The ludic fallacy is a term coined by Nassim Nicholas Taleb in his 2007 book The Black Swan. "Ludic" is from the Latin ludus, meaning "play, game, sport, pastime." It is summarized as "the misuse of games to model real-life situations." Taleb explains the fallacy as "basing studies of chance on the narrow world of games and dice."
It is a central argument in the book and a rebuttal of the predictive mathematical models used to predict the future – as well as an attack on the idea of applying naïve and simplified statistical models in complex domains. According to Taleb, statistics works only in some domains like casinos in which the odds are visible and defined. Taleb's argument centers on the idea that predictive models are based on platonified forms, gravitating towards mathematical purity and failing to take some key ideas into account:
- It is impossible to be in possession of all the information.
- Very small unknown variations in the data could have a huge impact. Taleb does differentiate his idea from that of mathematical notions in chaos theory, e.g. the butterfly effect.
- Theories/Models based on empirical data are flawed, as events that have not taken place before for which no conclusive explanation or account can be provided.
Example 1: Suspicious coin 
One example given in the book is the following thought experiment. There are two people:
- Dr John, who is regarded as a man of science and logical thinking.
- Fat Tony, who is regarded as a man who lives by his wits.
A third party asks them, "assume a fair coin is flipped 99 times, and each time it comes up heads. What are the odds that the 100th flip would also come up heads?"
- Dr John says that the odds are not affected by the previous outcomes so the odds must still be 50:50.
- Fat Tony says that the odds of the coin coming up heads 99 times in a row are so low (less than 1 in 6.33 × 1029) that the initial assumption that the coin had a 50:50 chance of coming up heads is most likely incorrect.
The ludic fallacy here is to assume that in real life the rules from the purely hypothetical model (where Dr John is correct) apply. Would a reasonable person bet on black on a roulette table that has come up red 99 times in a row (especially as the reward for a correct guess is so low when compared with the probable odds that the game is fixed)?
In classical terms, highly statistically significant (unlikely) events should make one question one's model assumptions. In Bayesian statistics, this can be modelled by using a prior distribution for one's assumptions on the fairness of the coin, then Bayesian inference to update this distribution.
Example 2: Job interview 
A man considers going to a job interview. He recently studied statistics and utility theory in college and performed well in the exams. Considering whether to take the interview, he tries to calculate the probability he will get the job versus the cost of the time spent.
This young job seeker forgets that real life has more variables than the small set he has chosen to estimate. Even with a low probability of success, a really good job may be worth the effort of going to the interview. Will he enjoy the process of the interview? Will his interview technique improve regardless of whether he gets the job or not? Even the statistics of the job business are non-linear. What other jobs could come the man's way by meeting the interviewer? Might there be a possibility of a very high pay-off in this company that he has not thought of?[clarification needed]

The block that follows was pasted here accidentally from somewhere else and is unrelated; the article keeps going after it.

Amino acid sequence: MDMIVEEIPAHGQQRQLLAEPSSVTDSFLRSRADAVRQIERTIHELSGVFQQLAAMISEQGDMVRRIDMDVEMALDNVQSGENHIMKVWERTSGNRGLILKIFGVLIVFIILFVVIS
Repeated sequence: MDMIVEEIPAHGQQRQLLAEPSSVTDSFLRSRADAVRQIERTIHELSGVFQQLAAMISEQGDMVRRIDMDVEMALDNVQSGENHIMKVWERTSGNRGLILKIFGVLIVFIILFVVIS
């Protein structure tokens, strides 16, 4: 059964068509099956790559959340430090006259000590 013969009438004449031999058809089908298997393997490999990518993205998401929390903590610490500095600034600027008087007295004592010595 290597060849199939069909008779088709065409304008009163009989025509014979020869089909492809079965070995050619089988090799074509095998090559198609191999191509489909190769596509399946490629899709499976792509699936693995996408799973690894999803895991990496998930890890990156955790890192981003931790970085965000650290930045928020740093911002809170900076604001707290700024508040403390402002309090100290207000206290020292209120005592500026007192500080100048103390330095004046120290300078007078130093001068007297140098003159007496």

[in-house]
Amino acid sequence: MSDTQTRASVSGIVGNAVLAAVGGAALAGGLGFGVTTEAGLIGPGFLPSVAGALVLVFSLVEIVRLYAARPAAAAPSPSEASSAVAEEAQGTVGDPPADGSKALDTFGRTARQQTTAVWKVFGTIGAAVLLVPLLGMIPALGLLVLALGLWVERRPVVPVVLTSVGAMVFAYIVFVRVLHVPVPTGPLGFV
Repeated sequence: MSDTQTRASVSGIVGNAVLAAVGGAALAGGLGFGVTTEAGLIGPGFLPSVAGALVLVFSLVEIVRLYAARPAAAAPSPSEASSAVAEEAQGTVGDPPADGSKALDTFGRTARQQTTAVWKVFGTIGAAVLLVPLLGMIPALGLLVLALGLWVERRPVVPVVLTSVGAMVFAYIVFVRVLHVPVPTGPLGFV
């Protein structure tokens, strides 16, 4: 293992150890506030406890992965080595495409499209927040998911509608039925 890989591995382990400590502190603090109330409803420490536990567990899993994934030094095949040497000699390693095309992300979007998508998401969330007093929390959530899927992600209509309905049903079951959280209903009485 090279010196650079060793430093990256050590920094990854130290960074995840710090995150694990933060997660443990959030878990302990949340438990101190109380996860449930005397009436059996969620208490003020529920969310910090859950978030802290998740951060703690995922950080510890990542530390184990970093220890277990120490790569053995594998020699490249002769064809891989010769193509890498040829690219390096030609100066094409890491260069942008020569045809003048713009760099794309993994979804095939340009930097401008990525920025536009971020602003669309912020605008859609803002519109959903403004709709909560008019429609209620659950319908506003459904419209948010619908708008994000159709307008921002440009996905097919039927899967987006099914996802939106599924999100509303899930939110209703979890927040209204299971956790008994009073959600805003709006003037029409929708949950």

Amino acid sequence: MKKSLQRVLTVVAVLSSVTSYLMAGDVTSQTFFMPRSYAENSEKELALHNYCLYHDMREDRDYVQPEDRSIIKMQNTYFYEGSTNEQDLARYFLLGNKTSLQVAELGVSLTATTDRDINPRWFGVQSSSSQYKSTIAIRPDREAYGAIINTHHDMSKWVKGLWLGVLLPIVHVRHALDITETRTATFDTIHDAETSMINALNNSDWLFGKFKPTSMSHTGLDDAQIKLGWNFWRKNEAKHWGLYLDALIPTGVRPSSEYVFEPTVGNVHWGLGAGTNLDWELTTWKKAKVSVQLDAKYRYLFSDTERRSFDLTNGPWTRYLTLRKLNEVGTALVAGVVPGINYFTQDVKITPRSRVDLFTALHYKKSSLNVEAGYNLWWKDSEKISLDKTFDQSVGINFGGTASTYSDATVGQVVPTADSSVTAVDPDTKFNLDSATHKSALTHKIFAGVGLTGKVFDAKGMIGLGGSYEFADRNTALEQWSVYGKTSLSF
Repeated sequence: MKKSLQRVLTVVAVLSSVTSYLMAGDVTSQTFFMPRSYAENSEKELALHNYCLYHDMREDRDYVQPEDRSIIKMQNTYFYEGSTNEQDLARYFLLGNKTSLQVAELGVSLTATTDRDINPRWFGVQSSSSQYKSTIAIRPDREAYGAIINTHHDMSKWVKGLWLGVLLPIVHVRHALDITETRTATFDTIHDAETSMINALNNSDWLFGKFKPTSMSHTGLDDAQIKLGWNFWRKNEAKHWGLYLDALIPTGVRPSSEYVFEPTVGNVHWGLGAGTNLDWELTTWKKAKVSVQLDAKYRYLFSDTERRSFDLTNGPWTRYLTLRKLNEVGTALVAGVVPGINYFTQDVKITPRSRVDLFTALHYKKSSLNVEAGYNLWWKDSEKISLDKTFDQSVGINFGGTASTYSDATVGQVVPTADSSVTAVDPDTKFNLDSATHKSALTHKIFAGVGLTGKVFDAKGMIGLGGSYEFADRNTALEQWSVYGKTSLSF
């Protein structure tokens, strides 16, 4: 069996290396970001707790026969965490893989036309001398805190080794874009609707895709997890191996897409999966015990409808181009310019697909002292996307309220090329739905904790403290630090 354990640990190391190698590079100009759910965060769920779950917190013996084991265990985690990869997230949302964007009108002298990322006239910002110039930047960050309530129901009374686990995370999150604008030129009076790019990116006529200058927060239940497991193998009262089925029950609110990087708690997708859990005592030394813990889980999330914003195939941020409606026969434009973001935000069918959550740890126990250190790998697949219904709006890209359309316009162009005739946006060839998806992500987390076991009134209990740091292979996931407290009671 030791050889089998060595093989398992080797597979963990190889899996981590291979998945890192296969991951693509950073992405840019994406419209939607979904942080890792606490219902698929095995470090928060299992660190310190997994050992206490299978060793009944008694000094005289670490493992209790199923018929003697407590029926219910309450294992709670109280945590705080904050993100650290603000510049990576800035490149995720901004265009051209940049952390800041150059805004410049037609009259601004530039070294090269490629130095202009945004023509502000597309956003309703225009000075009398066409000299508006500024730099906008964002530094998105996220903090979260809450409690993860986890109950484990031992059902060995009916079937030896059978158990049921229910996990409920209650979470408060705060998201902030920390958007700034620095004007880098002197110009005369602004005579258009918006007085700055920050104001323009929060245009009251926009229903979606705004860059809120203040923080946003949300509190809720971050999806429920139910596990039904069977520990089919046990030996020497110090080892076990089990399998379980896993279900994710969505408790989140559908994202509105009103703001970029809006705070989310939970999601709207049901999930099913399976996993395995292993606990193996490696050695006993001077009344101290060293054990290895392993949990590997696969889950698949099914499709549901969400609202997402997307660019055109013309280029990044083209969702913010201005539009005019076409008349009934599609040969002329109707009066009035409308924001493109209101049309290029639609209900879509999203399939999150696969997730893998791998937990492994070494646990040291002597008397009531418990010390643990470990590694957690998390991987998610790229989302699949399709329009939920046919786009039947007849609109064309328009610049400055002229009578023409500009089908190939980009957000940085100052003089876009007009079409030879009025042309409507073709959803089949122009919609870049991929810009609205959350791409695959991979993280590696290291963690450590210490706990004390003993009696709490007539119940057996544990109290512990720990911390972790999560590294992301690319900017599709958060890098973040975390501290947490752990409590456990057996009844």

Example 3: Stock returns 
Any decision theory based on a fixed universe or model of possible outcomes ignores and minimizes the impact of events which are "outside model." For instance, a simple model of daily stock market returns may include extreme moves such as Black Monday (1987) but might not model the market breakdowns following the 2011 Japanese tsunami and its consequences. A fixed model considers the "known unknowns," but ignores the "unknown unknowns."
Relation to Platonicity 
the focus on those pure, well-defined, and easily discernible objects like triangles, or more social notions like friendship or love, at the cost of ignoring those objects of seemingly messier and less tractable structures.
See also 
- Map-territory relation
- Congruence bias
- Déformation professionnelle
- Focusing effect
- Hindsight bias
- Quasi-empiricism in mathematics
- We (novel)
- Demarcation problem
- Wicked problem
- Relevance paradox
- D.P. Simpson, "Cassell's Latin and English Dictionary" (New York: Hungry Minds, 1987) p. 134.
- Black Swans, the Ludic Fallacy and Wealth Management
This article uses bare URLs for citations. (February 2012)
- Nassim Taleb, The Black Swan (New York: Random House, 2007) p. 309.
Further reading 
- The Ludic Fallacy. Chapter from the book "The Black Swan"
- Taleb, Nassim N. (2007). The Black Swan. Random House. ISBN 1-4000-6351-5.
- Medin, D. & Atran, S. (2004) The native mind: Biological categorization and reasoning in development and across cultures. Psychological Review.111, 960–98
- Fodor, J. (1983) Modularity of mind. Cambridge, MA: MIT Press.
- Tales of the Unexpected, Wilmott Magazine, June 2006, pp 30–36
- "A misplaced question". Taleb at Freakonomics blog